Lake Eyre floods again

Lake Eyre is flooding again. See the magnificent photos of this rare event.
By Rebecca Baker July 9, 2010 Reading Time: 2 Minutes

THE USUALLY DRY AND salty landscape covering almost one-sixth of central Australia is now a blossoming metropolis of plant and animal life as Lake Eyre fills for the second year in a row.

In a region of climatic contrasts locals have traded dusty roads for ferries as last summers record-breaking rain sent these flood waters running down into the Diamantina, Georgina and Cooper Creek catchments of the Lake Eyre basin. 

Lake Eyre wettest in 40 years

Mike Chuk from community organisation Desert Channels Queensland says this type of flooding only happens every 20 to 25 years. “The whole of the landscape has received a lot of water-this years flow is one of the best since the 1970s,” he says.

LAUNCH THE GALLERY of last year’s flood

Higher rain fall has prompted many different birds to migrate back to the area for breeding, but this rain isn’t just great for wildlife but for the people as well, providing economic prosperity for graziers and townships alike. “Every time there’s a flooding of Lake Eyre there are more people coming to the area; it definitely boosts the economy and for a lot of people it’s a fresh start.” Mike says.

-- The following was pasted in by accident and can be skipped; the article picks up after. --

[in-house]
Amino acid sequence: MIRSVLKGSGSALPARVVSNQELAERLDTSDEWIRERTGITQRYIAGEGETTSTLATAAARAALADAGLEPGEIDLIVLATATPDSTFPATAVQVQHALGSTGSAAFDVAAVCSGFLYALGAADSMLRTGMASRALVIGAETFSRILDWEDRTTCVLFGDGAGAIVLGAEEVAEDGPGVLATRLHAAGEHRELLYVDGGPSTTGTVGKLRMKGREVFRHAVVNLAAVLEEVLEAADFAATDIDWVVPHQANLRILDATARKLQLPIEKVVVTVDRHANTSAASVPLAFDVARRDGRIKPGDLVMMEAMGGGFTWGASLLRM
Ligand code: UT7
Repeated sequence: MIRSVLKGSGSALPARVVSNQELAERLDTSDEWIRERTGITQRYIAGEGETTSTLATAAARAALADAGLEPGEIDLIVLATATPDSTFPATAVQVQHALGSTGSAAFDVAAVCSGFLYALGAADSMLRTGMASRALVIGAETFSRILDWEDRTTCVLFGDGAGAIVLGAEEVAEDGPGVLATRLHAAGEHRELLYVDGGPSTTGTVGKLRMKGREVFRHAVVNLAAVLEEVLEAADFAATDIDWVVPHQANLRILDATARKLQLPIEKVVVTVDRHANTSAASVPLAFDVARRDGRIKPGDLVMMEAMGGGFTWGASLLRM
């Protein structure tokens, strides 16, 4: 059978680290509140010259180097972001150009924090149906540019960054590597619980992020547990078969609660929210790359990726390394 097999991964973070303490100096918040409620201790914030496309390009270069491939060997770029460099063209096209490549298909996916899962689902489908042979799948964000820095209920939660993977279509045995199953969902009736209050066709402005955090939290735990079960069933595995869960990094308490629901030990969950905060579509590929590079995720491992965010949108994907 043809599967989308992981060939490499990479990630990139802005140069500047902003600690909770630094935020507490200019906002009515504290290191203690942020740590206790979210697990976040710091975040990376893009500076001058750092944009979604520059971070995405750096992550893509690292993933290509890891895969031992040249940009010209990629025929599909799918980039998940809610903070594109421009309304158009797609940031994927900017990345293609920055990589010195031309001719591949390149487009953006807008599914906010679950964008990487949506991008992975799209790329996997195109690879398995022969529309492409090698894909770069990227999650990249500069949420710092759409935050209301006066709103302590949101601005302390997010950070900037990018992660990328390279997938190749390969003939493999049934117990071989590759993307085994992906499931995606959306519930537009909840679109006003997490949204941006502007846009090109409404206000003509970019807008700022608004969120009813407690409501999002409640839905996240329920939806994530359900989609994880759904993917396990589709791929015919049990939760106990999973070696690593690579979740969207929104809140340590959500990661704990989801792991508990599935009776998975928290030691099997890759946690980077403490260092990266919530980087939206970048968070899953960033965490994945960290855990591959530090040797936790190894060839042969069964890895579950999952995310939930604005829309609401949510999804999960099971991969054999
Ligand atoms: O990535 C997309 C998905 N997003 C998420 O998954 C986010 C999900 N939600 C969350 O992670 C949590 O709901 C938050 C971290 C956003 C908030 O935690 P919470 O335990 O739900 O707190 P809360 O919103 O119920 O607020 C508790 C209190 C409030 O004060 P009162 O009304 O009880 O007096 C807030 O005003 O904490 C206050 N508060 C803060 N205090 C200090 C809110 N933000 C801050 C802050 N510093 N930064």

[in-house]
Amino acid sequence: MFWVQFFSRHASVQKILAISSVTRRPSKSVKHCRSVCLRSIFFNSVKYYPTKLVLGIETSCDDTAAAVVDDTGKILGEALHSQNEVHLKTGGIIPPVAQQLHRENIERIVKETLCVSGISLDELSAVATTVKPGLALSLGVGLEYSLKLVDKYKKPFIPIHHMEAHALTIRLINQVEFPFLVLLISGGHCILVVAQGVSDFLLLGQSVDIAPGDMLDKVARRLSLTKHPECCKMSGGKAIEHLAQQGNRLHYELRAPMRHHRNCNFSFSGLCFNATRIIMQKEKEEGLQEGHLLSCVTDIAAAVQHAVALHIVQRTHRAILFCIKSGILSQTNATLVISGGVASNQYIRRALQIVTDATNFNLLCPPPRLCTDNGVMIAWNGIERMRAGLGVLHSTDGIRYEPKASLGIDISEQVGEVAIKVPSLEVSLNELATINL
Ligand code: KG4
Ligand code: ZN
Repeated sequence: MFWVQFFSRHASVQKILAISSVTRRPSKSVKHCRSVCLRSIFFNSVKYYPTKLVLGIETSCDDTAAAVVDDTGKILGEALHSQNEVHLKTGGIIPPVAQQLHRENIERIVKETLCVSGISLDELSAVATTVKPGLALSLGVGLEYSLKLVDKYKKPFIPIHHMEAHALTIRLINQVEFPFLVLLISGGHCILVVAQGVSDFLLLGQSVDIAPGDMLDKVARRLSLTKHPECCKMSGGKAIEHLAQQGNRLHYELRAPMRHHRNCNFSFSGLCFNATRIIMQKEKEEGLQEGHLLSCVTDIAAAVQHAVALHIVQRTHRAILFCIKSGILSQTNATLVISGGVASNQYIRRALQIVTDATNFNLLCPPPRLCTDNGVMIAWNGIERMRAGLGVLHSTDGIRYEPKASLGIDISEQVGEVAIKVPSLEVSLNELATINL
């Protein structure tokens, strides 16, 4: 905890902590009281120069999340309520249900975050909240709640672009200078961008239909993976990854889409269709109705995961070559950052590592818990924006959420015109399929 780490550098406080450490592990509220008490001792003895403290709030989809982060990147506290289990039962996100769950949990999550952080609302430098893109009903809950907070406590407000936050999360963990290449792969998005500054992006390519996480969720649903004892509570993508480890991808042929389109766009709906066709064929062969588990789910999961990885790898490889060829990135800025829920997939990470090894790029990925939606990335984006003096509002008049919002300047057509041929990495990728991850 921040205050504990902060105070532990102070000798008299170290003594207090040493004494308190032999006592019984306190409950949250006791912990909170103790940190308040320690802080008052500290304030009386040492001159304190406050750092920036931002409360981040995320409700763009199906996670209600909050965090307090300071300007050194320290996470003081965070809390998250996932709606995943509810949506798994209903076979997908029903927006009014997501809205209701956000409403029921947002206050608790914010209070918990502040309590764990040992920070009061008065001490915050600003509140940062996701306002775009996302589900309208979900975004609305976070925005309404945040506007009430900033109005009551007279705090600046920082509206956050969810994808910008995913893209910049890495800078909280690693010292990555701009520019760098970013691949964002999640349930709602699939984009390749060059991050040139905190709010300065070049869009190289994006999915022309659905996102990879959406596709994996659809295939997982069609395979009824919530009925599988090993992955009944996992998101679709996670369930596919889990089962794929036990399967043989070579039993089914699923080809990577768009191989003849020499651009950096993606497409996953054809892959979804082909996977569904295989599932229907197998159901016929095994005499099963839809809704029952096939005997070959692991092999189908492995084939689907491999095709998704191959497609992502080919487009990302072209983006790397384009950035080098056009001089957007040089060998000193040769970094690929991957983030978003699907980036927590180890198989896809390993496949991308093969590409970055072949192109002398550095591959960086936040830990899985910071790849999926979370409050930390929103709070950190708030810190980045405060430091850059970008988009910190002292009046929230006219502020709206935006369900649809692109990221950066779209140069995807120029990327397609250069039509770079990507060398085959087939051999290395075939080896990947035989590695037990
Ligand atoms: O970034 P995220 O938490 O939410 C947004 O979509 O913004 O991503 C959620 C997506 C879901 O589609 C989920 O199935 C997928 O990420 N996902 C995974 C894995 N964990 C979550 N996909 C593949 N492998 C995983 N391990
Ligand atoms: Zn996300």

An oasis in the desert as more rain to come

For many years the rivers and creeks are a series of water holes and there can be many kilometers between them, but this year even the usually dry Cooper Creek is making its way down to Lake Eyre, which according to Air Central West pilot, Phillip Owens is defiantly a once in a lifetime event.

“It’s like an oasis in the desert and things are just springing to life. I think it’s highly unlikely that we’ll get another next year, I mean you wouldn’t hold your breath… but the seasons are changing so you never know.”

The lake was originally considered forever dry since its discovery in 1840 but new research has shown that the flooding of Lake Eyre may be linked to the El Niña phases of the El Niño/Southern Oscillation (ENSO) phenomenon.

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